While reading the morning news online, I surfed over for my visit to the Kent County News. I always look forward to reading an edition of that weekly for it is full of creatively and professionally produced local news. Staffers there really cover their beat, Kent County. I wish more of the Eastern Shore’s newspapers would look to that business model and use them as a benchmark for what should be done.
What got my attention, in particular today, was Editor Kevin Hemstock’s weekly column. This time it was an opinion piece about how the commissioners there were not being careful stewards of the county’s heritage. Since that’s a topic we’ve blogged about for sometime we’ll summarize some of the key points because its relevant to Cecil and also the editor phrased it so very well.
Hemstock said: “Even if you despise historic preservation, it doesn’t take a genius to figure out that there’s a value to old things. Ask any antique dealer. And in a county that’s a little short on factories or oil wells for economic benefit, it’s important to care tenderly for anything that might provide an economic boom. . . . [Our] history, tangibly represented by its old building, both public and private, draws tourists who spend money at stores, restaurants, B & B s, gas station, etc. If the old building go away, so will the tourists. . . . and their money. . . . Then pretty soon you’re just another rest stop on a state highway. . . . While the blame for the demise of the county’s old buildings fall mostly on the commissioners, they aren’t the only ones culpable. In fact, some of the very ones who claims to be proponents of preservation are noticeably lacking in zeal. The preservation community needs to act more aggressively to put pressure on public officials to be more proactive. . . . It will take a concerted effort to preserve what remains of the tangible remnants of the county’s wonderful, colorful history. It is up to the current commissioners . . . to make sure their legacy won’t be the destruction of the county’s legacy,”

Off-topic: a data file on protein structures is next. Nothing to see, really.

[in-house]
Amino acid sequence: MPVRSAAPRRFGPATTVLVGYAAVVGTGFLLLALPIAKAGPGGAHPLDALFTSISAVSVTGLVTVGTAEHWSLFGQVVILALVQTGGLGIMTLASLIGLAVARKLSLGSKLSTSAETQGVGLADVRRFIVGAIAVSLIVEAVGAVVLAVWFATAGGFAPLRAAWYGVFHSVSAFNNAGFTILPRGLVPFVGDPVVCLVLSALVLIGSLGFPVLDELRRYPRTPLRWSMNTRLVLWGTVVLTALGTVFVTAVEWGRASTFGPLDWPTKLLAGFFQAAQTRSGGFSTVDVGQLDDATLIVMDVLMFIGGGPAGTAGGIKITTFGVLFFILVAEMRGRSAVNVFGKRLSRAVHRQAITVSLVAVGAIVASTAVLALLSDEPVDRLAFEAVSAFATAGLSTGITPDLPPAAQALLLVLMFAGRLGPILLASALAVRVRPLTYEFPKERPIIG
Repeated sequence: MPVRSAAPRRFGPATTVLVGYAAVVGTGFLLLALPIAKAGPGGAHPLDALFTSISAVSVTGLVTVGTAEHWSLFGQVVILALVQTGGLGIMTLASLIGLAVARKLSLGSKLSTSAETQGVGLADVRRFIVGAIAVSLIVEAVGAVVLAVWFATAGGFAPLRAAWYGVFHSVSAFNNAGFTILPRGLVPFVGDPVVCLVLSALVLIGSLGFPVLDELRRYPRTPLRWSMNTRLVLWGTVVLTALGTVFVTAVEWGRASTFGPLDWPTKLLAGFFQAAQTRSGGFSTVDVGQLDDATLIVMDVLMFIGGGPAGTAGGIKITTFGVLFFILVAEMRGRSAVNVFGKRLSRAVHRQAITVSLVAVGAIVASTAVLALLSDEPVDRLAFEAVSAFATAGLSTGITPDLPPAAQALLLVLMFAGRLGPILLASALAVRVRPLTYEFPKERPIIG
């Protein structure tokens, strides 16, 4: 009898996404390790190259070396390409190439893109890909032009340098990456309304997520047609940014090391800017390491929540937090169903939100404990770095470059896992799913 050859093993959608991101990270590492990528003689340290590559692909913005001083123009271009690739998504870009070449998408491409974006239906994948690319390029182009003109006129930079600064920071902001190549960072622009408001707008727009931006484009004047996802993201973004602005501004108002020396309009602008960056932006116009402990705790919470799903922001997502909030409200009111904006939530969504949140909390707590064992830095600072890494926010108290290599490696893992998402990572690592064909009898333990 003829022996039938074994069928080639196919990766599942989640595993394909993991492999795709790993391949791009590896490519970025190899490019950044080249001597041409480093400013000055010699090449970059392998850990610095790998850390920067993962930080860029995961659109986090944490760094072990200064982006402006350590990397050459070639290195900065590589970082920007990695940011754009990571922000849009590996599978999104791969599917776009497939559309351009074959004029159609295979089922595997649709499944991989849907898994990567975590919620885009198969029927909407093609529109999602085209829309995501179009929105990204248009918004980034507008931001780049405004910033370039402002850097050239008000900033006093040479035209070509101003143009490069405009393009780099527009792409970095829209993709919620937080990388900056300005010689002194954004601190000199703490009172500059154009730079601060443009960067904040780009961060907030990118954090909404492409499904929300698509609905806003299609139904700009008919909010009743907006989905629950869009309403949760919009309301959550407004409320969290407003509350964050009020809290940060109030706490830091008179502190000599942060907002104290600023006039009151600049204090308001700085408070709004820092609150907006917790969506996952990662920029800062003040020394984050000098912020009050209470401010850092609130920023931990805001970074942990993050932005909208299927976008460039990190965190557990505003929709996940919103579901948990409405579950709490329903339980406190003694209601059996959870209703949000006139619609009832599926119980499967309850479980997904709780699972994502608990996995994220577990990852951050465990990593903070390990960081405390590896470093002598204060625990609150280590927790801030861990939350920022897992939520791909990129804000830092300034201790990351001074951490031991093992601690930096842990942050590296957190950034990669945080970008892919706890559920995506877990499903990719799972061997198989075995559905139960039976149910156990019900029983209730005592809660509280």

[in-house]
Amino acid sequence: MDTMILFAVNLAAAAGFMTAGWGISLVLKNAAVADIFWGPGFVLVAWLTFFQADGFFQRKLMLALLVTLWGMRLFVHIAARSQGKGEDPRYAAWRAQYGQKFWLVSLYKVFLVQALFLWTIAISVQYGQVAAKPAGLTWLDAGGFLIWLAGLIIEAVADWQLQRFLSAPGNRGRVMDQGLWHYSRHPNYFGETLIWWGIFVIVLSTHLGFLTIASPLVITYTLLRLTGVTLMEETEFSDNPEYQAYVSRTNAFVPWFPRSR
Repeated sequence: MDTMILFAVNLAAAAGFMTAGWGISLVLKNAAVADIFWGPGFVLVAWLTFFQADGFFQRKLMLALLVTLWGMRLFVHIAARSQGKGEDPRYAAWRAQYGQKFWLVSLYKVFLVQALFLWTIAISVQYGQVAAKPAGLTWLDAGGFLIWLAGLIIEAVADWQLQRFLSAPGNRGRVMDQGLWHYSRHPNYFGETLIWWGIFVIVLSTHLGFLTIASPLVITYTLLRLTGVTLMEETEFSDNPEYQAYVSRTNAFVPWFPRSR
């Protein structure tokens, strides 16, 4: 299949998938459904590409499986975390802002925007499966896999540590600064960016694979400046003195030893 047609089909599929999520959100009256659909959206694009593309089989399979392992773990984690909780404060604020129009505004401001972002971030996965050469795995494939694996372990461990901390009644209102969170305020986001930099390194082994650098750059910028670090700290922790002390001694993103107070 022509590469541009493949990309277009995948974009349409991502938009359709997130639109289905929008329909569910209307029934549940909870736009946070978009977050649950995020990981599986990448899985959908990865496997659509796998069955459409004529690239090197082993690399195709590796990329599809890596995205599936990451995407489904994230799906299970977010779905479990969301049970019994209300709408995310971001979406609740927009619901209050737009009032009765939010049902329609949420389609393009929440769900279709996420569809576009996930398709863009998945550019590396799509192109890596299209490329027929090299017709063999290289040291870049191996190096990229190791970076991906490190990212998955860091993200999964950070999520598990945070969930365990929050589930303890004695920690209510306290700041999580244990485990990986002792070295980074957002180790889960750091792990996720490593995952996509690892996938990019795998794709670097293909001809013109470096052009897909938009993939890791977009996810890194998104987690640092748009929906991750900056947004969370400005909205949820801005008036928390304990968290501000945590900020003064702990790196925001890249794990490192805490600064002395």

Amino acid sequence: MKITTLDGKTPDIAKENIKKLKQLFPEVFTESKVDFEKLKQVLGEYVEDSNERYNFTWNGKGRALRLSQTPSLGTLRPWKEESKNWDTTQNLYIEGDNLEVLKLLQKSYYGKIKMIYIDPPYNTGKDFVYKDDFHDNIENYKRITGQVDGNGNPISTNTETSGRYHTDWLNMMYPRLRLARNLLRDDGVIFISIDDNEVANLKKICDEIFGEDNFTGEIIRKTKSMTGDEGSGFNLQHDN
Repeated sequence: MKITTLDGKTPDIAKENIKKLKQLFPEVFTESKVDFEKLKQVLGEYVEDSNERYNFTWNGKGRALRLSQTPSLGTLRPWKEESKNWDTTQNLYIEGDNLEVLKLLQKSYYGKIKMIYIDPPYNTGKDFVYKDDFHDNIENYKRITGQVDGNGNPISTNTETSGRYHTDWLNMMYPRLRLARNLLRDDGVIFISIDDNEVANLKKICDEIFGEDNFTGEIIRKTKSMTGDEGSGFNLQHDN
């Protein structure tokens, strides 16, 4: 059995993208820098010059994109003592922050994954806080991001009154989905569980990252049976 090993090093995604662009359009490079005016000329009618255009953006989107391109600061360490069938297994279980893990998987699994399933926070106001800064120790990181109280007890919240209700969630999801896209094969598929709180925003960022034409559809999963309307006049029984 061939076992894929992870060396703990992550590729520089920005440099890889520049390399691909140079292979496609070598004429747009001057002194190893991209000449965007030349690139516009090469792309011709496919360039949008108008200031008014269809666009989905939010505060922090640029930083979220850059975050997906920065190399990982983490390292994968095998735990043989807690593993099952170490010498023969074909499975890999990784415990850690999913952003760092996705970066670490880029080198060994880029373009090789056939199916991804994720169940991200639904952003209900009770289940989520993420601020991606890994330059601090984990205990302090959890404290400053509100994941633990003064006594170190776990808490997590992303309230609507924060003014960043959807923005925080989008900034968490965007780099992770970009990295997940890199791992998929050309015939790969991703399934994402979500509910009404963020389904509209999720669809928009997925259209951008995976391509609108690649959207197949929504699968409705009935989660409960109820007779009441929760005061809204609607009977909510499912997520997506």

This is a mesasge we should heed here in Cecil.